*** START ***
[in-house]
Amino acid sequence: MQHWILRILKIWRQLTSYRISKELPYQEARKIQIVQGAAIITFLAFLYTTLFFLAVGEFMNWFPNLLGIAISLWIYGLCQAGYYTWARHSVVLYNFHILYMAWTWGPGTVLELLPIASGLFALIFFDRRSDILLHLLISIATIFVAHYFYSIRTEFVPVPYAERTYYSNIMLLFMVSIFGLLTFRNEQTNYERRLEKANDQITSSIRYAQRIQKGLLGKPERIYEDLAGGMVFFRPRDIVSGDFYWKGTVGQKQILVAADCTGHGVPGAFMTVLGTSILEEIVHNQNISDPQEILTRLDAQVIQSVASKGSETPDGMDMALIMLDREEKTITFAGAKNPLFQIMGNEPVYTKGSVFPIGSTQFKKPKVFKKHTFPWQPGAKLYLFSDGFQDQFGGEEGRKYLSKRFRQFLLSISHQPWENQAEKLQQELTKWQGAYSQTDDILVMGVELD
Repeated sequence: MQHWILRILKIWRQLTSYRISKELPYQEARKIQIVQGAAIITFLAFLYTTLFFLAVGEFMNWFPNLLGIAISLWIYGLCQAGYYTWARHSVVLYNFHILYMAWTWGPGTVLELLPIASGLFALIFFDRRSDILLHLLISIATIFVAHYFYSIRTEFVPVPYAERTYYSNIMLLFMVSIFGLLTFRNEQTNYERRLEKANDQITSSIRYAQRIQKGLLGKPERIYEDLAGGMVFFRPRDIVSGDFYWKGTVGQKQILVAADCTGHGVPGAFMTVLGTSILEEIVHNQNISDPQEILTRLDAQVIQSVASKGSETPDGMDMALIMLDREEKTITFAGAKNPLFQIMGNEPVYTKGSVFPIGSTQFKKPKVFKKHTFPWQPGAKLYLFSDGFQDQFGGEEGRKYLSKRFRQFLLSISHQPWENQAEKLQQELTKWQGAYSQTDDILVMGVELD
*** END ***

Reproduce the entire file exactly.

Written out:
[in-house]
Amino acid sequence: MQHWILRILKIWRQLTSYRISKELPYQEARKIQIVQGAAIITFLAFLYTTLFFLAVGEFMNWFPNLLGIAISLWIYGLCQAGYYTWARHSVVLYNFHILYMAWTWGPGTVLELLPIASGLFALIFFDRRSDILLHLLISIATIFVAHYFYSIRTEFVPVPYAERTYYSNIMLLFMVSIFGLLTFRNEQTNYERRLEKANDQITSSIRYAQRIQKGLLGKPERIYEDLAGGMVFFRPRDIVSGDFYWKGTVGQKQILVAADCTGHGVPGAFMTVLGTSILEEIVHNQNISDPQEILTRLDAQVIQSVASKGSETPDGMDMALIMLDREEKTITFAGAKNPLFQIMGNEPVYTKGSVFPIGSTQFKKPKVFKKHTFPWQPGAKLYLFSDGFQDQFGGEEGRKYLSKRFRQFLLSISHQPWENQAEKLQQELTKWQGAYSQTDDILVMGVELD
Repeated sequence: MQHWILRILKIWRQLTSYRISKELPYQEARKIQIVQGAAIITFLAFLYTTLFFLAVGEFMNWFPNLLGIAISLWIYGLCQAGYYTWARHSVVLYNFHILYMAWTWGPGTVLELLPIASGLFALIFFDRRSDILLHLLISIATIFVAHYFYSIRTEFVPVPYAERTYYSNIMLLFMVSIFGLLTFRNEQTNYERRLEKANDQITSSIRYAQRIQKGLLGKPERIYEDLAGGMVFFRPRDIVSGDFYWKGTVGQKQILVAADCTGHGVPGAFMTVLGTSILEEIVHNQNISDPQEILTRLDAQVIQSVASKGSETPDGMDMALIMLDREEKTITFAGAKNPLFQIMGNEPVYTKGSVFPIGSTQFKKPKVFKKHTFPWQPGAKLYLFSDGFQDQFGGEEGRKYLSKRFRQFLLSISHQPWENQAEKLQQELTKWQGAYSQTDDILVMGVELD